I am so thankful for the lessons and gifts of 2017. On to the next. Here’s to growing deeper in God’s grace, having patience with ourselves and others, and gratefully enjoying all His good gifts. Happy New Year, friends!

It’s Just Another Day

Here’s a repost from 2011. The holidays are upon us again:  the time of year when we are most at risk for unrealistic expectations. It’s handy to remember at this time that Jesus Christ died for sinners like us — in fact, that is the reason we celebrate.

“The real difficulty, the supreme mystery with which the gospel confronts us, does not lie in the Good Friday message of atonement, nor in the Easter message of resurrection, but in the Christmas message of Incarnation.” – JI Packer

Here we are, three days from the most hyped day of the year.  Our home — like many homes across America I’m sure — is crammed with wrapped packages and sweets.  The tree is decorated, the nativity scene set up, and the outside of our home glows each night with white lights.  The anticipation is palpable as each morning we rehearse how many days, and this morning, how many hours, until Christmas.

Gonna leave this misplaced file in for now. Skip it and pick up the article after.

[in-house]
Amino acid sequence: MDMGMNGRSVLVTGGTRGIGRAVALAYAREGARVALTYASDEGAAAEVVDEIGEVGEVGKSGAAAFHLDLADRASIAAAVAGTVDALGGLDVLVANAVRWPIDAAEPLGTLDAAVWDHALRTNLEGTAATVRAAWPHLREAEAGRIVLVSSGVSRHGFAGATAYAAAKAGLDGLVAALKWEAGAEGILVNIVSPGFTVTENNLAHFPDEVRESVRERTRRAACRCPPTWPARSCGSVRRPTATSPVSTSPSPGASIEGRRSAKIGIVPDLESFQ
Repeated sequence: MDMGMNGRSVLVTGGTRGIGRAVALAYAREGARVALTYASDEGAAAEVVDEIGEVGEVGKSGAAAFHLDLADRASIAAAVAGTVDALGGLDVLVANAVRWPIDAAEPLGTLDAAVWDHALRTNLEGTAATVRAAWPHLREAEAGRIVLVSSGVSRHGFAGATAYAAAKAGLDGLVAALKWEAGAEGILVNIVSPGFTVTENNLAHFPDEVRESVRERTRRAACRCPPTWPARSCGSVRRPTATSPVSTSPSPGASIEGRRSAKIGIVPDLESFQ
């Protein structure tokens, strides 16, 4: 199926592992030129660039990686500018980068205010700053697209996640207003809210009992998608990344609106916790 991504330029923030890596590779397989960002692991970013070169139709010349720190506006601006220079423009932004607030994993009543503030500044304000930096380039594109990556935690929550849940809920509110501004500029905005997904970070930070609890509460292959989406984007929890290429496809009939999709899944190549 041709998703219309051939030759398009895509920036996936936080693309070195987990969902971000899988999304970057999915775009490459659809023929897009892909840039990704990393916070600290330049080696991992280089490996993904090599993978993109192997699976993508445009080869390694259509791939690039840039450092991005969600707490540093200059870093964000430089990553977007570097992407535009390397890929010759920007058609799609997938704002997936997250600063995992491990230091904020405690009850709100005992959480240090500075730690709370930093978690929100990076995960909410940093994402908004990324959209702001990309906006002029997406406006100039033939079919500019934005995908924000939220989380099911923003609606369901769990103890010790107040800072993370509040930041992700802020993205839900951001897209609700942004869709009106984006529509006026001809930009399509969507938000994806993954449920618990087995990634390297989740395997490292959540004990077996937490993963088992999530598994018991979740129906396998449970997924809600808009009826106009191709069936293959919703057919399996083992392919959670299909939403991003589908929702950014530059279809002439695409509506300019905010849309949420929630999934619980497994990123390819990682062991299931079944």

As one of my friends properly observed, this week is like finals week for moms.  I’ve been up until midnight every night this week so far, wrapping gifts, addressing cards, and cleaning up from yet another baking adventure.  The laundry still has to be done.  The house seems to get dirty faster because the kids are idle, not confined to their schoolwork.

As a result, a lot of expectations rest on the Christmas day payoff.  The culmination of all this effort is confined to a few blissful hours.  So it is easy, as a mom of littles, to be disappointed.  I found myself frustrated a few years ago when I was exhausted and the kids started fighting on Christmas morning.  Somebody didn’t like the special breakfast I made.  A diaper needed to be changed right in the middle of opening gifts.